Her brother, Nestoss, lived with us also. She had a second brother,
Joseph, who's descendants live in the Washington D.C. area.
Uncle Nestoss was a source of amusement to me and my sister,
Mariana, because of his enjoyment of butter milk and blue cheese,
both of which gave him gas. When Uncle Nestoss thought no one
could hear he would pass gas. His other culinary delight was
Campbell's chicken and rice soup with bread in it, consumed
boiling hot. To me and my sister, Uncle's meals were a visual
and auditory curiosity, to be observed in silent fascination.
Uncle Nestoss was a quiet man. He had his own room, a small
one in the back of the house. All that he possessed was in
that room.


Occasionally, I would sneak in to look at what he possessed. Nothing remains in my memory, but the bottle of Old Spice cologne, and Uncle's preference for wearing it. He always smelled of Old Spice. He was thin, bald, and had high cheek bones. When he was unshaven, his beard was bristly white. Uncle Nestoss was a loner; he hardly spoke. I believe he spoke Arabic most of the time; his English must have been heavily accented, but I have no recollection of him speaking at all. He had never married. If he had any women in his life, none were mentioned, and I in my youth never thought to ask.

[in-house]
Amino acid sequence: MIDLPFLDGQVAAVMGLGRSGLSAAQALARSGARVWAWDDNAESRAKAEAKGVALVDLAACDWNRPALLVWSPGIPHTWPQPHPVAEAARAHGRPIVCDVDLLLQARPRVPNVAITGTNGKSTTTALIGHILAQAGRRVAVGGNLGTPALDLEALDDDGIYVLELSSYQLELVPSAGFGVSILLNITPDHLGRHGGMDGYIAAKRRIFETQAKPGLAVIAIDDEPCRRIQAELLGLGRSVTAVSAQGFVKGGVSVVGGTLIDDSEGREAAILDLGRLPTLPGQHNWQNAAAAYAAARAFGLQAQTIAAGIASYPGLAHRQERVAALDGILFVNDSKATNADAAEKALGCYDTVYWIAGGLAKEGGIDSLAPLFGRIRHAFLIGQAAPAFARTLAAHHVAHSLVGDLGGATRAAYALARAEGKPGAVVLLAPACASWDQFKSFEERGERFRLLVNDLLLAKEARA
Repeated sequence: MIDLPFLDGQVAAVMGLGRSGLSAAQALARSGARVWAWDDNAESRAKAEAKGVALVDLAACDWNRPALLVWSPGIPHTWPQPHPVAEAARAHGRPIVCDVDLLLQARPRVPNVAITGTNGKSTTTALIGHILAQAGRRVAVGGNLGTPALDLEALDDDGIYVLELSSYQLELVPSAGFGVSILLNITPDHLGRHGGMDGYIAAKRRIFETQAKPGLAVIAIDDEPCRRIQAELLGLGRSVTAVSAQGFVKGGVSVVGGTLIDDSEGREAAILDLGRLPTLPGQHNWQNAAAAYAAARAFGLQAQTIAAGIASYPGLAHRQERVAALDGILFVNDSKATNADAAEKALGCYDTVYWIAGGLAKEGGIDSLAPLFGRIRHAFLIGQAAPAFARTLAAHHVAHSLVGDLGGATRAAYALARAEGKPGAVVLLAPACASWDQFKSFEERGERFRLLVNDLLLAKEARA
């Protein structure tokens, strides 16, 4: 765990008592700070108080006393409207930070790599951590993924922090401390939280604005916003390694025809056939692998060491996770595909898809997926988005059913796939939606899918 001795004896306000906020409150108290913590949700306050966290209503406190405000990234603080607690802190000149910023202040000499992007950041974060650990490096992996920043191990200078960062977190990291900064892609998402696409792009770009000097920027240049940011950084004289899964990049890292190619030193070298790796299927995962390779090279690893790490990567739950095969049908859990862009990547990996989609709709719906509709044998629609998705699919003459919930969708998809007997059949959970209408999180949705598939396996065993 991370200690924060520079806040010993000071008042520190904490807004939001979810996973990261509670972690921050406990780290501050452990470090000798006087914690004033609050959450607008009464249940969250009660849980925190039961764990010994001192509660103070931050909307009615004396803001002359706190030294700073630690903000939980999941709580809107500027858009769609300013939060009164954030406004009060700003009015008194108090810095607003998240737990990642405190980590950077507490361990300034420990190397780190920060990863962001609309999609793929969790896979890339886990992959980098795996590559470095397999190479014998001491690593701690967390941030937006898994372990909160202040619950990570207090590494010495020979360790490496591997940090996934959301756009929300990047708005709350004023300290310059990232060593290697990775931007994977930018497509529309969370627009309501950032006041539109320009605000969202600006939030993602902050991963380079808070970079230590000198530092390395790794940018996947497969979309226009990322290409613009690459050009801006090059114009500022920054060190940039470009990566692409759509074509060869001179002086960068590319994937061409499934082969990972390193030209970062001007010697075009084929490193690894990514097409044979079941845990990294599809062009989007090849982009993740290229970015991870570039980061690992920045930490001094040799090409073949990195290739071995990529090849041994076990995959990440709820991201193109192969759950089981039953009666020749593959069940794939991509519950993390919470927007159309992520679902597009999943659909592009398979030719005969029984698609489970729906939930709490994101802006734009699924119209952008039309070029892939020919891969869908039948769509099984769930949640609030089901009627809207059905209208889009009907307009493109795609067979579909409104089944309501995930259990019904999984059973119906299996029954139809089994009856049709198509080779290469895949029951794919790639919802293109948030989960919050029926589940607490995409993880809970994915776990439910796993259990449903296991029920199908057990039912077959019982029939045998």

He always seemed frail and slow. He was slow going up the back stairs of the house to his back room. He would fall asleep in the rocker in the dining room; his chin on his chest. In the kitchen, he would sit at the table with his favorite buttermilk. No one else in the household drank buttermilk as much as Uncle Nestoss did. I know I tried it, but it did not seem as sweet as ordinary milk.

Uncle Nestoss

Uncle Nestoss' life was one of quiet non-accomplishment. I never saw him work, though I was told he was a carpenter, so I must assume he was productive in his youth.

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